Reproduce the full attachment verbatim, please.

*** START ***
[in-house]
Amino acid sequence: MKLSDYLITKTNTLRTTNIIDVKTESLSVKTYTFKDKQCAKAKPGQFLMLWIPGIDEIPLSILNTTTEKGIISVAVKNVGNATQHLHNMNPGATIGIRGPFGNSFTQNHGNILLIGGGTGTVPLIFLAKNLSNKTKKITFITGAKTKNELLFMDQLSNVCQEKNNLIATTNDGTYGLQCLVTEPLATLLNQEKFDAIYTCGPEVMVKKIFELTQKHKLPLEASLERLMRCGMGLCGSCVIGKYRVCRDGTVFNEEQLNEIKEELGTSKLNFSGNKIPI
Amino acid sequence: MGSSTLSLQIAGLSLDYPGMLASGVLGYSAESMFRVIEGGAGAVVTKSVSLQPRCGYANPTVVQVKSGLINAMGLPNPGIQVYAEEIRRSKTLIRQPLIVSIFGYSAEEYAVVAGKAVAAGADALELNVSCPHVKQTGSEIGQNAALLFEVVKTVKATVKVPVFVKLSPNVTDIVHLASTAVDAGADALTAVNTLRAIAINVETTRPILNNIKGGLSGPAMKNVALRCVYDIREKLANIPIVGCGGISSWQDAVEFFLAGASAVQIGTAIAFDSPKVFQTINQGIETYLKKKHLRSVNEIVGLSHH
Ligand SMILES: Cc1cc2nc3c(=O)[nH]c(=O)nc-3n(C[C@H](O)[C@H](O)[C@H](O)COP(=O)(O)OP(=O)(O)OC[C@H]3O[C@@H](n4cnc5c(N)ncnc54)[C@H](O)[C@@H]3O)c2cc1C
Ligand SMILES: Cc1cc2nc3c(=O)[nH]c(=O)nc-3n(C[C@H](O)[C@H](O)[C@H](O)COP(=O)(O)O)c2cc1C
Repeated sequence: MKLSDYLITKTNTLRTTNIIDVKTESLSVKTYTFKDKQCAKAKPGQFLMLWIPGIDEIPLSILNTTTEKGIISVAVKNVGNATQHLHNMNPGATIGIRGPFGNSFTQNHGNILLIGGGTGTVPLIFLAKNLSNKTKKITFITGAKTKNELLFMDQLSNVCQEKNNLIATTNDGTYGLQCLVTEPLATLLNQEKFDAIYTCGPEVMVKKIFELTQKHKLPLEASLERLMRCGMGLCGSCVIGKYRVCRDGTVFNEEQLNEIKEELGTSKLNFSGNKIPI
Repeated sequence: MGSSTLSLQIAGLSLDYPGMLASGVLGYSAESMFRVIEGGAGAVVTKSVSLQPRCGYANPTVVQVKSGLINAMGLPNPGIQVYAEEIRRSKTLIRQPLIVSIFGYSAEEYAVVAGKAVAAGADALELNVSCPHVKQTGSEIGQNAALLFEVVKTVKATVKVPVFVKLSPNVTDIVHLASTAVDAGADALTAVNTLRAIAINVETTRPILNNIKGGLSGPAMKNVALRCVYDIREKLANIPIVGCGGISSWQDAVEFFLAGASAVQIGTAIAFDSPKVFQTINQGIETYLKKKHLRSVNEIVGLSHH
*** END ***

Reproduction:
[in-house]
Amino acid sequence: MKLSDYLITKTNTLRTTNIIDVKTESLSVKTYTFKDKQCAKAKPGQFLMLWIPGIDEIPLSILNTTTEKGIISVAVKNVGNATQHLHNMNPGATIGIRGPFGNSFTQNHGNILLIGGGTGTVPLIFLAKNLSNKTKKITFITGAKTKNELLFMDQLSNVCQEKNNLIATTNDGTYGLQCLVTEPLATLLNQEKFDAIYTCGPEVMVKKIFELTQKHKLPLEASLERLMRCGMGLCGSCVIGKYRVCRDGTVFNEEQLNEIKEELGTSKLNFSGNKIPI
Amino acid sequence: MGSSTLSLQIAGLSLDYPGMLASGVLGYSAESMFRVIEGGAGAVVTKSVSLQPRCGYANPTVVQVKSGLINAMGLPNPGIQVYAEEIRRSKTLIRQPLIVSIFGYSAEEYAVVAGKAVAAGADALELNVSCPHVKQTGSEIGQNAALLFEVVKTVKATVKVPVFVKLSPNVTDIVHLASTAVDAGADALTAVNTLRAIAINVETTRPILNNIKGGLSGPAMKNVALRCVYDIREKLANIPIVGCGGISSWQDAVEFFLAGASAVQIGTAIAFDSPKVFQTINQGIETYLKKKHLRSVNEIVGLSHH
Ligand SMILES: Cc1cc2nc3c(=O)[nH]c(=O)nc-3n(C[C@H](O)[C@H](O)[C@H](O)COP(=O)(O)OP(=O)(O)OC[C@H]3O[C@@H](n4cnc5c(N)ncnc54)[C@H](O)[C@@H]3O)c2cc1C
Ligand SMILES: Cc1cc2nc3c(=O)[nH]c(=O)nc-3n(C[C@H](O)[C@H](O)[C@H](O)COP(=O)(O)O)c2cc1C
Repeated sequence: MKLSDYLITKTNTLRTTNIIDVKTESLSVKTYTFKDKQCAKAKPGQFLMLWIPGIDEIPLSILNTTTEKGIISVAVKNVGNATQHLHNMNPGATIGIRGPFGNSFTQNHGNILLIGGGTGTVPLIFLAKNLSNKTKKITFITGAKTKNELLFMDQLSNVCQEKNNLIATTNDGTYGLQCLVTEPLATLLNQEKFDAIYTCGPEVMVKKIFELTQKHKLPLEASLERLMRCGMGLCGSCVIGKYRVCRDGTVFNEEQLNEIKEELGTSKLNFSGNKIPI
Repeated sequence: MGSSTLSLQIAGLSLDYPGMLASGVLGYSAESMFRVIEGGAGAVVTKSVSLQPRCGYANPTVVQVKSGLINAMGLPNPGIQVYAEEIRRSKTLIRQPLIVSIFGYSAEEYAVVAGKAVAAGADALELNVSCPHVKQTGSEIGQNAALLFEVVKTVKATVKVPVFVKLSPNVTDIVHLASTAVDAGADALTAVNTLRAIAINVETTRPILNNIKGGLSGPAMKNVALRCVYDIREKLANIPIVGCGGISSWQDAVEFFLAGASAVQIGTAIAFDSPKVFQTINQGIETYLKKKHLRSVNEIVGLSHH